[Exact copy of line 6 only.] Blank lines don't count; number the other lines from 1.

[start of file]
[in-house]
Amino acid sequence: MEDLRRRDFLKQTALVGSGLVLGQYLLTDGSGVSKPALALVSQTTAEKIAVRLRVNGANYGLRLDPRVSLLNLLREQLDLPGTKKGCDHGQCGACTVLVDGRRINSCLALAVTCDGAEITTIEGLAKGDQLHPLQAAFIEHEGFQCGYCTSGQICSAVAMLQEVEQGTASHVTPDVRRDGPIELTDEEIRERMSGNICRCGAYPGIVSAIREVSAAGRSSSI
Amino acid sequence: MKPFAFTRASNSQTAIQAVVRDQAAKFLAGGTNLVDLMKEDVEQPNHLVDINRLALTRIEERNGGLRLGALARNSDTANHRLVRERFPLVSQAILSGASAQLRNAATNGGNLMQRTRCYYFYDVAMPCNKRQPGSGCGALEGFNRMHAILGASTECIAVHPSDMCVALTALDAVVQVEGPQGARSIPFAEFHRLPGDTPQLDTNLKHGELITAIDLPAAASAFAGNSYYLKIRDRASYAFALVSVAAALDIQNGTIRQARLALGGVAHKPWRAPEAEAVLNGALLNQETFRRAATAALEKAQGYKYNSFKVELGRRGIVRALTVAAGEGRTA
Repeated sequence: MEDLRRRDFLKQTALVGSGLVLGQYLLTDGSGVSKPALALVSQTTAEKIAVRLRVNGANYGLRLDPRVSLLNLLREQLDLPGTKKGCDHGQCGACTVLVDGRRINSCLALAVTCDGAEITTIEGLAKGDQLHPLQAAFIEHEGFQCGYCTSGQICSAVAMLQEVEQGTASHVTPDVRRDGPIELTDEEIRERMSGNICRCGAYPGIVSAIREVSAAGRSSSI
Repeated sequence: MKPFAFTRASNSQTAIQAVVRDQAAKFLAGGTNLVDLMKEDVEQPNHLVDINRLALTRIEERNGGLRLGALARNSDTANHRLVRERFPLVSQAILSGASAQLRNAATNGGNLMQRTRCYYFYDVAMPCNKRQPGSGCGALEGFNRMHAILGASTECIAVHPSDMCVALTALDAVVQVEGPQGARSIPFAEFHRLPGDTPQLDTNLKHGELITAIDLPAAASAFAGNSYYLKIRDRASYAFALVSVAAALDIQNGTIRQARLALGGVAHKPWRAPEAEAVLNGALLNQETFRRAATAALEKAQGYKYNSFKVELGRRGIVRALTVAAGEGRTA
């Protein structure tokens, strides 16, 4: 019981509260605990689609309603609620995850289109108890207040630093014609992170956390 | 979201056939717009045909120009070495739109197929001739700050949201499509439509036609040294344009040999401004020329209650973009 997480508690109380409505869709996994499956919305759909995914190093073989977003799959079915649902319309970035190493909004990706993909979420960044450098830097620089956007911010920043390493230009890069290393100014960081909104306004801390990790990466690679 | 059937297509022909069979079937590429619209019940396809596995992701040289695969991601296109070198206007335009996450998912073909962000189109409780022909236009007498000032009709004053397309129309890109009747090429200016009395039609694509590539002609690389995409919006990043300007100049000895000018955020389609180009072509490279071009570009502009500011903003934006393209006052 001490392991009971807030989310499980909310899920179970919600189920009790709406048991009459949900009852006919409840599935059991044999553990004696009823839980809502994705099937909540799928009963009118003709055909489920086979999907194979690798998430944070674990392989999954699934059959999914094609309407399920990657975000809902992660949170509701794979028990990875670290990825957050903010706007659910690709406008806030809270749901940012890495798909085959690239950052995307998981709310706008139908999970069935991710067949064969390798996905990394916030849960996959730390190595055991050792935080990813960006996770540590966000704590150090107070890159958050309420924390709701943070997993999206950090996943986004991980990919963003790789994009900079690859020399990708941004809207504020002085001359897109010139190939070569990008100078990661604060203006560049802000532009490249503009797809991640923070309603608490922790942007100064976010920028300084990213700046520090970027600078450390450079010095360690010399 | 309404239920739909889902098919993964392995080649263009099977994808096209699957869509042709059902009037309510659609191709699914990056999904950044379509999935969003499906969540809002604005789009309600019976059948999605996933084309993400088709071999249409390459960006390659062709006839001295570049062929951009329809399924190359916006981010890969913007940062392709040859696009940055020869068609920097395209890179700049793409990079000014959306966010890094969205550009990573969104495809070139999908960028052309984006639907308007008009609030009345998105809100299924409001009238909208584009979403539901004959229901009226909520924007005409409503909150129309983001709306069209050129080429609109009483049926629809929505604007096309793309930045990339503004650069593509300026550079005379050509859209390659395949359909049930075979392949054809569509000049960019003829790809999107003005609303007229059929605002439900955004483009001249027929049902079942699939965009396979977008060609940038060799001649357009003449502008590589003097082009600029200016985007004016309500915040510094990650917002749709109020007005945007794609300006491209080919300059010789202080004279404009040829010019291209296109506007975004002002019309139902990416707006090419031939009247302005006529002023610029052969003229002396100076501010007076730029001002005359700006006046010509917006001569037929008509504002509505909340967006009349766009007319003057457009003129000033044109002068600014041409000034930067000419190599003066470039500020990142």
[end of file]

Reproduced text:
């Protein structure tokens, strides 16, 4: 019981509260605990689609309603609620995850289109108890207040630093014609992170956390 | 979201056939717009045909120009070495739109197929001739700050949201499509439509036609040294344009040999401004020329209650973009 997480508690109380409505869709996994499956919305759909995914190093073989977003799959079915649902319309970035190493909004990706993909979420960044450098830097620089956007911010920043390493230009890069290393100014960081909104306004801390990790990466690679 | 059937297509022909069979079937590429619209019940396809596995992701040289695969991601296109070198206007335009996450998912073909962000189109409780022909236009007498000032009709004053397309129309890109009747090429200016009395039609694509590539002609690389995409919006990043300007100049000895000018955020389609180009072509490279071009570009502009500011903003934006393209006052 001490392991009971807030989310499980909310899920179970919600189920009790709406048991009459949900009852006919409840599935059991044999553990004696009823839980809502994705099937909540799928009963009118003709055909489920086979999907194979690798998430944070674990392989999954699934059959999914094609309407399920990657975000809902992660949170509701794979028990990875670290990825957050903010706007659910690709406008806030809270749901940012890495798909085959690239950052995307998981709310706008139908999970069935991710067949064969390798996905990394916030849960996959730390190595055991050792935080990813960006996770540590966000704590150090107070890159958050309420924390709701943070997993999206950090996943986004991980990919963003790789994009900079690859020399990708941004809207504020002085001359897109010139190939070569990008100078990661604060203006560049802000532009490249503009797809991640923070309603608490922790942007100064976010920028300084990213700046520090970027600078450390450079010095360690010399 | 309404239920739909889902098919993964392995080649263009099977994808096209699957869509042709059902009037309510659609191709699914990056999904950044379509999935969003499906969540809002604005789009309600019976059948999605996933084309993400088709071999249409390459960006390659062709006839001295570049062929951009329809399924190359916006981010890969913007940062392709040859696009940055020869068609920097395209890179700049793409990079000014959306966010890094969205550009990573969104495809070139999908960028052309984006639907308007008009609030009345998105809100299924409001009238909208584009979403539901004959229901009226909520924007005409409503909150129309983001709306069209050129080429609109009483049926629809929505604007096309793309930045990339503004650069593509300026550079005379050509859209390659395949359909049930075979392949054809569509000049960019003829790809999107003005609303007229059929605002439900955004483009001249027929049902079942699939965009396979977008060609940038060799001649357009003449502008590589003097082009600029200016985007004016309500915040510094990650917002749709109020007005945007794609300006491209080919300059010789202080004279404009040829010019291209296109506007975004002002019309139902990416707006090419031939009247302005006529002023610029052969003229002396100076501010007076730029001002005359700006006046010509917006001569037929008509504002509505909340967006009349766009007319003057457009003129000033044109002068600014041409000034930067000419190599003066470039500020990142």